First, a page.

LITTLE ROCK – The state Supreme Court is to hear arguments today on whether to keep the proposed constitutional amendment that would ban gay marriage on the Nov. 2 general election ballot.
Oral arguments are set for 9 a.m.
The drive to get the measure on the ballot was in response to a ruling earlier this year by the Massachusetts Supreme Court, which said there is nothing in that state’s constitution that prohibits civil unions between same-sex couples.
The Arkansas Marriage Amendment Committee gathered more than 200,000 signatures by the July 2 deadline to get the proposal on the ballot. Just 80,570 were needed.
Several other states will consider similar proposals on their general election ballots, and it has also been an issue in the presidential race this year.
President Bush has called for a constitutional amendment banning gay marriage.
Blake Rutherford, who represents the American Civil Liberties Union in Arkansas, said Wednesday he plans to tell the state Supreme Court that “the popular name and the ballot title are fatally misleading and vague.”
The ACLU in August asked the state Supreme Court to remove the proposal from the ballot. The challenge was filed on behalf of a heterosexual Little Rock couple who have gay relatives, and a gay Little Rock man.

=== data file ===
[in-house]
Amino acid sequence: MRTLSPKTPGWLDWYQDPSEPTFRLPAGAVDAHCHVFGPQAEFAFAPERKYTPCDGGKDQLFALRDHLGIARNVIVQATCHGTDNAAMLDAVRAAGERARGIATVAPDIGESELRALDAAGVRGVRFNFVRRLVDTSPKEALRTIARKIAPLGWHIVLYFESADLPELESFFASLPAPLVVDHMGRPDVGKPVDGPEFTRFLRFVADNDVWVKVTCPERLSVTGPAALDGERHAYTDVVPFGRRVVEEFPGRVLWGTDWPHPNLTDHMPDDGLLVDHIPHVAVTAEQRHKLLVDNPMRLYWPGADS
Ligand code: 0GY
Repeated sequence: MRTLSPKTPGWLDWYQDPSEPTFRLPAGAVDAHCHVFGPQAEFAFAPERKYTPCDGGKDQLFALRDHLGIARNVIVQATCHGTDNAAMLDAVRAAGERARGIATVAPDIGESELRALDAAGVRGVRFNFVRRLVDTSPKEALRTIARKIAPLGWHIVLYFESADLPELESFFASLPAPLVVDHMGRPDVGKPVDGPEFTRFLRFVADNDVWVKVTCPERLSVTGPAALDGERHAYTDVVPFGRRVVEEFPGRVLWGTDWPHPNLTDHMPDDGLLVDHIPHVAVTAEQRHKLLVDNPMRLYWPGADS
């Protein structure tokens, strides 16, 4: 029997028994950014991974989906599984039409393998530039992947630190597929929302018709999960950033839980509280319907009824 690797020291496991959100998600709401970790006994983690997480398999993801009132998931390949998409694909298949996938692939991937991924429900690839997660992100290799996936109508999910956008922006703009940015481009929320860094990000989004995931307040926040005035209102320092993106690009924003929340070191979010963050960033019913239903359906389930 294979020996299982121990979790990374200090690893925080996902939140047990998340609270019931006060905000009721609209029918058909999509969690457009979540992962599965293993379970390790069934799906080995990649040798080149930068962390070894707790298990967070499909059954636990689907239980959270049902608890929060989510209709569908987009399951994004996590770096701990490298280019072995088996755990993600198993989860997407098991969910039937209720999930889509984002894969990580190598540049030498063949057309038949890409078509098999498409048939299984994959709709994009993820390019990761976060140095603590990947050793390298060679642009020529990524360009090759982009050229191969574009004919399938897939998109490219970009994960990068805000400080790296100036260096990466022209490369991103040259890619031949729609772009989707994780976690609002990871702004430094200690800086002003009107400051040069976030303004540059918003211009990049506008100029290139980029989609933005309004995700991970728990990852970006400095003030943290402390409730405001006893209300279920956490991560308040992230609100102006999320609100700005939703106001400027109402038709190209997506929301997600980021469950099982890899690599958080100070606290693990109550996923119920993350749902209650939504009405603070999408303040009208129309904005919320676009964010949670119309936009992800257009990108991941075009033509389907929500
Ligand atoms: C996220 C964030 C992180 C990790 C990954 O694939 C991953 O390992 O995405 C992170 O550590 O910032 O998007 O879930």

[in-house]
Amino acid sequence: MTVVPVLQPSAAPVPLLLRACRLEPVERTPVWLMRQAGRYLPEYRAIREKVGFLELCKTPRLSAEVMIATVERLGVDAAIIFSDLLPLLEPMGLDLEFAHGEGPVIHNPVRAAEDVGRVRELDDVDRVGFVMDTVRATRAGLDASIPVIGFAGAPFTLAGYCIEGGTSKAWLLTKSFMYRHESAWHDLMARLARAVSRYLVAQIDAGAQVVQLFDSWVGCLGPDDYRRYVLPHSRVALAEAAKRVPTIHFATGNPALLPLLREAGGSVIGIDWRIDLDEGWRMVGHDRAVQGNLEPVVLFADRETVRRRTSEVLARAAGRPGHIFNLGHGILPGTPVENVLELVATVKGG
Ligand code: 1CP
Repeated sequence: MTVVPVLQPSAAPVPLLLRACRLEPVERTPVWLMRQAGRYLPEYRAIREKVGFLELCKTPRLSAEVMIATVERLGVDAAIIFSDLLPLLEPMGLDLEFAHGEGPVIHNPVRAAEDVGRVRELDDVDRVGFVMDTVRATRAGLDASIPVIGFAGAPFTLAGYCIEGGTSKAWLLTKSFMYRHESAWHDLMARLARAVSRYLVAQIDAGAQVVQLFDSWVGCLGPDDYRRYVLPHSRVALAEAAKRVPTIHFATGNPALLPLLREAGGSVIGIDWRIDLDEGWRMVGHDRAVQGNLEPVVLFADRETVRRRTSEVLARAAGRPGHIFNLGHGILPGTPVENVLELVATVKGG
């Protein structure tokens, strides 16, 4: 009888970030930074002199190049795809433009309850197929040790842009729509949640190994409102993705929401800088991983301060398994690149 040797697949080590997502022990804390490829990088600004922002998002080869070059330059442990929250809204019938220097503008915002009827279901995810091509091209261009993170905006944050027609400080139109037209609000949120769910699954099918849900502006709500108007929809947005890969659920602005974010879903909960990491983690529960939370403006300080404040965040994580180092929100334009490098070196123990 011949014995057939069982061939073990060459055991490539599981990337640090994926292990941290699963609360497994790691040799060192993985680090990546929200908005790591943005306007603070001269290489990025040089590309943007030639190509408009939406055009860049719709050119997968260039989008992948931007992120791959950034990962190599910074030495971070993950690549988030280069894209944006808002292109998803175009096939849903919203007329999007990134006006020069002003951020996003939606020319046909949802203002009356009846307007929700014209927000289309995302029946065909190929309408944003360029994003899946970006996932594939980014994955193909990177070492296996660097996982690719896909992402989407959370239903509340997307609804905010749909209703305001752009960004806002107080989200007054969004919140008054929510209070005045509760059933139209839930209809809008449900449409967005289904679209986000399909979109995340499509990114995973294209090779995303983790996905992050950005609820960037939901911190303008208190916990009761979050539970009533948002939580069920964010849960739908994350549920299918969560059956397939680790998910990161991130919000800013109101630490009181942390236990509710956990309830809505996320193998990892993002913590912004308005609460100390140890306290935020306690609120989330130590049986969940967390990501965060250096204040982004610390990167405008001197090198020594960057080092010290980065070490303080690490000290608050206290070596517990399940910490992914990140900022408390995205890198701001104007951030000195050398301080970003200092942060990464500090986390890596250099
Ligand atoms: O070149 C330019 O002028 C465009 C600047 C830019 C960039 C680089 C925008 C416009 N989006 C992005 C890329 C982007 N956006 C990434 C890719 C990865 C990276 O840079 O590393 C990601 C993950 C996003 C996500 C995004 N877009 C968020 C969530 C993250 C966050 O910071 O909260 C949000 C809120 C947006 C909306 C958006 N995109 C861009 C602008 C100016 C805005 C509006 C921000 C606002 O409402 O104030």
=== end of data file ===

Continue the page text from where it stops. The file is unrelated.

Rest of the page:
“Our position has been from the beginning of this case that the popular name and ballot title have failed to convey a clear and concise meaning of the language they used,” Rutherford said.
Specifically, the ACLU said in briefs filed earlier this week that the measure uses the term marital status to mean marriage, when most people interpret that to mean whether or not a person is married.
Martha Adcock, who will be arguing before the state Supreme Court on behalf of the Arkansas Marriage Amendment Committee, declined comment Wednesday.
Jerry Cox, spokesman for the committee, said that the ACLU challenge is baseless.
“Our position all along has been that the ACLU lawsuit has no merit and that their lawsuit is more about muddying the water about the true nature of the amendment than anything else,” Cox said.
In briefs filed recently, the committee said the proposal is “an important issue of public policy” and said opponents don’t want the public to vote on the measure.